Silvery Sides

There were clouds of fish behind Kettle Island.  We had Jim Castelli, Bill Low, and LD with Pete as crew on Father’s Day.  The Captain directed traffic and I drove the boat.  It was going to be blowing from the southwest today, but not very strongly.  Since we only had regulars, we decided to travel south from the marina, out into Gloucester Harbor, and then southwest down to Kettle Island.

We set the anchor in about 50 feet of water and put out lots of scope so we drifted into the lee of the island somewhat.  As I descended to about 30 feet, I noticed a school of small cunner coming and going under the boat.  Periodically, one would turn its side to the surface and flash silver in the gloomy green water.  Spawning activity?

The water here was clearer than it had been yesterday on the north side of the island.  I found LD in full on hunting mode – half his body under rocks.  I never saw Bill at all.  But I did pass through many other groups of fish of varying sizes and shapes.  All were lefting and righting along the shore of Kettle.  Some were tiny baitfish and up in the shallows.  Others were striped bass following the little guys.  At mid-water, I encountered little pollack and some tautog.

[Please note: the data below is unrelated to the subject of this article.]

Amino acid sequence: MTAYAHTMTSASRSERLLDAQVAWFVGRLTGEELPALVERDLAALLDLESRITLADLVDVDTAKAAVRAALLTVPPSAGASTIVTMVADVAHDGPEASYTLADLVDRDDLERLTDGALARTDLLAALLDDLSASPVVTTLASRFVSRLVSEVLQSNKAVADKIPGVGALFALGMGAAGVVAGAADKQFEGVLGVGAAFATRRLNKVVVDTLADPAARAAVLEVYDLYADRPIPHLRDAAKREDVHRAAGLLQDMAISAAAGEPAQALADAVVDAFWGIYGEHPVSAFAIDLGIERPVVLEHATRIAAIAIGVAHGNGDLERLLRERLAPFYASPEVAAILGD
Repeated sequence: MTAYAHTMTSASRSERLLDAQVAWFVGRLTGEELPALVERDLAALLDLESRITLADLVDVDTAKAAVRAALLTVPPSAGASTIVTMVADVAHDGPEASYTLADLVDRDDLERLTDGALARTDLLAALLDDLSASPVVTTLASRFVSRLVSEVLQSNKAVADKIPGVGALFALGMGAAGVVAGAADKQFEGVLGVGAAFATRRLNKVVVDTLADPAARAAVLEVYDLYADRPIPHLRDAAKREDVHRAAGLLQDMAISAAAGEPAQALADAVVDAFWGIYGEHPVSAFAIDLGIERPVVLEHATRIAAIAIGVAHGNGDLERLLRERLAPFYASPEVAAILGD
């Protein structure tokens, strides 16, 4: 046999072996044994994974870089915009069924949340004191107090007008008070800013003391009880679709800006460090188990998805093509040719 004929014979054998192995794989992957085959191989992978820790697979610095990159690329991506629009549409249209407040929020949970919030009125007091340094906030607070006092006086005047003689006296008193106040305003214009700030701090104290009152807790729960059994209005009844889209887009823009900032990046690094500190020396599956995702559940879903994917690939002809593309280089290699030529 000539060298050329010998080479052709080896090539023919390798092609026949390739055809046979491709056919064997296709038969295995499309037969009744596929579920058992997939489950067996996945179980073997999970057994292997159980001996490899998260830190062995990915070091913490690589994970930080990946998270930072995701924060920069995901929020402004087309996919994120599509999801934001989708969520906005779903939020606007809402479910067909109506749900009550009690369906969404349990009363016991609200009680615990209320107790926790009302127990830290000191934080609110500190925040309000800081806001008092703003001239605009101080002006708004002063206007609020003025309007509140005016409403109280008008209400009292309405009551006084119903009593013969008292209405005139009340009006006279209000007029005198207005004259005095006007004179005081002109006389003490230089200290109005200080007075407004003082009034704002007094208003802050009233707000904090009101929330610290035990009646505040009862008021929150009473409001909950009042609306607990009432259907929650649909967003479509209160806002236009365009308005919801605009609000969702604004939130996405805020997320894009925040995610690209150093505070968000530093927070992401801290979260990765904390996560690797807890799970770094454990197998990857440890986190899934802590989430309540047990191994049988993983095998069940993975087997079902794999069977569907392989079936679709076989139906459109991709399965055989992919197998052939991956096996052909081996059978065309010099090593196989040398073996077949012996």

As I swam over boulders and up ravines, I found a too big lobster who seemed to be willing to come out to be videoed:

Image

I set the camera down and backed away.  It advanced to the lens, cradled it between its to massive claws and looked into the port intently.  Maybe he saw himself?  After a moment, it let go and slowly retreated back into its cave.

The water was in the upper 50s, so I was able to drain my little bomb of a tank without getting too cold.  Visibility varied from 10 to 15 feet on the bottom.  The very bottom was the coldest and the clearest, but also the darkest.  There was still lots of material floating in the water column.

On our way back to the slip, we passed under the Blynman Cut bridge with inches to spare.  The bridge tender had said there was 12 feet of clearance in the middle, and we only need 9 1/2 feet to get through it.  Nevertheless, I had to duck and crouch to avoid being decapitated by the girders.  What excitement!

Of course, the sun came out as we tied up at J dock.

 

Advertisements

Leave a Reply

Fill in your details below or click an icon to log in:

WordPress.com Logo

You are commenting using your WordPress.com account. Log Out / Change )

Twitter picture

You are commenting using your Twitter account. Log Out / Change )

Facebook photo

You are commenting using your Facebook account. Log Out / Change )

Google+ photo

You are commenting using your Google+ account. Log Out / Change )

Connecting to %s


%d bloggers like this: